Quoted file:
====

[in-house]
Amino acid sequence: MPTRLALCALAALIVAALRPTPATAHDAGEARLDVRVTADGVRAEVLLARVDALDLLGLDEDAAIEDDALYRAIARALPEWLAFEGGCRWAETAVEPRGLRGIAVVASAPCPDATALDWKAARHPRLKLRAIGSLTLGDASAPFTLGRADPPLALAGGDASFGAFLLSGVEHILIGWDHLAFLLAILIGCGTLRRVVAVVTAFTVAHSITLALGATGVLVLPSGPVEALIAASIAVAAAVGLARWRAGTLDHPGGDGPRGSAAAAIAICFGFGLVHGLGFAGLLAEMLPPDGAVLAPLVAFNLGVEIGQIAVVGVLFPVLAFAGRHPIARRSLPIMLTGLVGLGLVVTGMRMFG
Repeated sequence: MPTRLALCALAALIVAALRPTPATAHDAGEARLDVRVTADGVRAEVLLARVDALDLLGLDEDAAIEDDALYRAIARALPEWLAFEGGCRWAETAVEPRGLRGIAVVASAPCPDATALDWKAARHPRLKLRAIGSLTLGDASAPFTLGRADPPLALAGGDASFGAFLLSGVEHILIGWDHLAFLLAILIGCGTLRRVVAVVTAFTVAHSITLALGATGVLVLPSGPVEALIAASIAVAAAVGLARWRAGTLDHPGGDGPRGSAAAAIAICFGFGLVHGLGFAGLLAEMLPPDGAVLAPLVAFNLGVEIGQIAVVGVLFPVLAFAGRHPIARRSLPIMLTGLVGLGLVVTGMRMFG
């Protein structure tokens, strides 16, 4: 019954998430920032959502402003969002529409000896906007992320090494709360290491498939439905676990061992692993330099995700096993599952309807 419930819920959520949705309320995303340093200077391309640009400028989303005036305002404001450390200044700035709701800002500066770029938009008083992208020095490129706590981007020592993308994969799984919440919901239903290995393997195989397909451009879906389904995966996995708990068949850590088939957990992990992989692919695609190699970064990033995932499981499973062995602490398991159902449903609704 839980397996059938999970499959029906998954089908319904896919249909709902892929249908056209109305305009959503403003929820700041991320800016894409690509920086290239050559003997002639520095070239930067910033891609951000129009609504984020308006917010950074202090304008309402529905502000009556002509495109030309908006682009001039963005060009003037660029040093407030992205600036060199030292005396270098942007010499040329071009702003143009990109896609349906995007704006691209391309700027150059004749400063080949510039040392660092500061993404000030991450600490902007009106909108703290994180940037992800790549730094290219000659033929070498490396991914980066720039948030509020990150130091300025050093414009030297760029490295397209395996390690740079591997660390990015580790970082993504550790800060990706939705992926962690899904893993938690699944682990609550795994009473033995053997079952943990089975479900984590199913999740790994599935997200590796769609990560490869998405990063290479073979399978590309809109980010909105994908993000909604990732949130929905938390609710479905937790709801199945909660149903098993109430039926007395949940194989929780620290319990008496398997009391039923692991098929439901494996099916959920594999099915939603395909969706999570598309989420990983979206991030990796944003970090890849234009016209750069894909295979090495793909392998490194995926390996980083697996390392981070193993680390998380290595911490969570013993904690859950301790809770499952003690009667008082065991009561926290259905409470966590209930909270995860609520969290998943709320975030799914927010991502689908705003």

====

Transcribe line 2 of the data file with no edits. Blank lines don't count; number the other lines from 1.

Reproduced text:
Amino acid sequence: MPTRLALCALAALIVAALRPTPATAHDAGEARLDVRVTADGVRAEVLLARVDALDLLGLDEDAAIEDDALYRAIARALPEWLAFEGGCRWAETAVEPRGLRGIAVVASAPCPDATALDWKAARHPRLKLRAIGSLTLGDASAPFTLGRADPPLALAGGDASFGAFLLSGVEHILIGWDHLAFLLAILIGCGTLRRVVAVVTAFTVAHSITLALGATGVLVLPSGPVEALIAASIAVAAAVGLARWRAGTLDHPGGDGPRGSAAAAIAICFGFGLVHGLGFAGLLAEMLPPDGAVLAPLVAFNLGVEIGQIAVVGVLFPVLAFAGRHPIARRSLPIMLTGLVGLGLVVTGMRMFG